Tag Archives: opportunities

Are All Opportunities Created Equal?


The answer, of course, is NO!

But if you are like most organizations, I would wager that you and your sales team have a natural tendency to “shoot at anything that moves.”

Acting with the discipline to treat opportunities differently depending on their qualification can pay huge dividends as a return on organizational effort.

We all have a limited set of differentiated offerings.  It is also true that available time for selling is tighter than ever before.  So it makes the manner in which you identify, qualify, and pursue opportunities a higher stakes game than ever before.

In his re-creation of Michal T. Bosworth’s concepts in The New Solution Selling, author Keith M. Eades draws one key distinction that can be helpful in sorting the wheat from the chaff.  The image above is a modified version of the “Solution Selling Process Flow Chart Model.”  In it you will notice that opportunities fall into two types: “Latent,” where the client is not actively looking, but your solution is a strong fit; and “Active,” where the client is looking for a solution to a specific problem, and your solution may be a strong fit. 

You can quickly sort opportunities at your firm into these two types as one way to triage potential pursuits and if/how you are going to manage them.

Sales to Latent opportunities are typically longer (more nurturing, education and collaboration with clients) but also generate less competition and more profit per deal.

Sales to Active opportunities need to be scrutinized (what is our unique win strategy?  What is our profit position? Should we pursue?) but are often a faster path to closure.

The challenge is not to develop the perfect process, but to begin to differentiate the way in which you engage on pursuits. 

Interesting things will happen when you do.   Your hit rate should increase,  you should see a higher return on your effort, and people on your team will begin to feel that you are playing to win.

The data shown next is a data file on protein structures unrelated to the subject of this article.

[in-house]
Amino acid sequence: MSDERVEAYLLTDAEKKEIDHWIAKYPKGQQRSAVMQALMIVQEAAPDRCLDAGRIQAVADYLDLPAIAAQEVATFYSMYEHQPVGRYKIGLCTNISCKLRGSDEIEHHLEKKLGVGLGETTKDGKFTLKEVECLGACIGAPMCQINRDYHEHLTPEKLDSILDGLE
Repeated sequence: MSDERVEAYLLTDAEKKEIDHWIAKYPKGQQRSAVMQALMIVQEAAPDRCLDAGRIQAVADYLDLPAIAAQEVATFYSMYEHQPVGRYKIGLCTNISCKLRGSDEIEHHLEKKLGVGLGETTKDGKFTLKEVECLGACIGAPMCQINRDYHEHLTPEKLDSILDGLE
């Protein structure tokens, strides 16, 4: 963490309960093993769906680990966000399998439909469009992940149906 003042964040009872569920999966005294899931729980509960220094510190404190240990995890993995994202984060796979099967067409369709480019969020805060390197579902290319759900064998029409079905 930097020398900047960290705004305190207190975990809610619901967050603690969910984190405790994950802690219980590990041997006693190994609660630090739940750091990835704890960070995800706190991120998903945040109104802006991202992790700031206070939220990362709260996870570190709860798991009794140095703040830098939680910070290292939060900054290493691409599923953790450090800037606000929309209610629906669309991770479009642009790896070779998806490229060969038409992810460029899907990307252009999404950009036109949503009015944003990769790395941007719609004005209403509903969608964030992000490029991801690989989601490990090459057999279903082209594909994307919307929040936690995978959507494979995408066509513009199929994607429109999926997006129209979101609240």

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Before Proposing – ALWAYS Ask for a Meeting


Here is a little pre-Thanksgiving humor for my sales compatriots out there courtesy of Scott Adams.  If you’ve ever been in this sales situation, you’ll get a kick out of the Dilbert strip above.  Scott has a great site by the way, where you can buy relevant strips for your marketing efforts.

So what’s the lesson here? I have given up on responding to vague and/or rushed RFPs, and I would recommend you do the same.  If the prospective client is not willing to sit down with you and work through some basic questions that will allow you to craft a response both more accurate and relevant to them, you’re probably column-fodder on their spreadsheet anyway.

I can’t tell you how many times early in my career I took valuable time (in some cases all night) responding to a long RFP for which I knew in the pit of my stomach we had no prayer of winning.

Now, asking for the “pre-proposal discovery meeting” has become a valuable step in qualifying the opportunity before burning the resources to craft a solution and response.

Don’t let your Pointy Haired Boss make you work all day Thursday unless you have had your meeting.

Happy Thanksgiving!

Friday Strategy: Make it a 10-Point Day


It’s the end of the week.  Depending on how yours went, you either have 20 pounds of sand and a 10 pound bag and you’re wondering how your going to get it done, or maybe you are at the end of a long week and wondering if you have the steam to keep going and finish strong. 

Either way, here’s an idea:  Make it a 10-point day.

Give yourself a weighted value for key activities accomplished.  Specifics may vary here, just make it a stretch.  For example: 5 points for a contract, 3 points for an executive meeting, 2 points for an executive phone conversation, 1 point for any buyer touch-point like a nice email/voicemail combo.  Now, try to  reach or beat a total of 10 points today.

Hope you need a calculator!

Sales from Non-Sales Staff – Guaranteed To Increase Pipeline


You set sales goals for your sales reps.  You work these goals with the sales team aggressively.  But, when is the last time you checked in with your non-sales staff on the topic of business development?  There are typically orders of magnitude more non-sales than sales staff in an organization.  In my company, for example, the ratio is greater than 10-1.  Even a  small uptick in the effectiveness of this larger group to identify and qualify opportunities on which the sales team can then follow-up can have a substantial top line impact.  At your next all hands meeting, why not have some sales training for non-sales professionals?  Multiply your “feet on the street.”  Do the math, it’s worth it!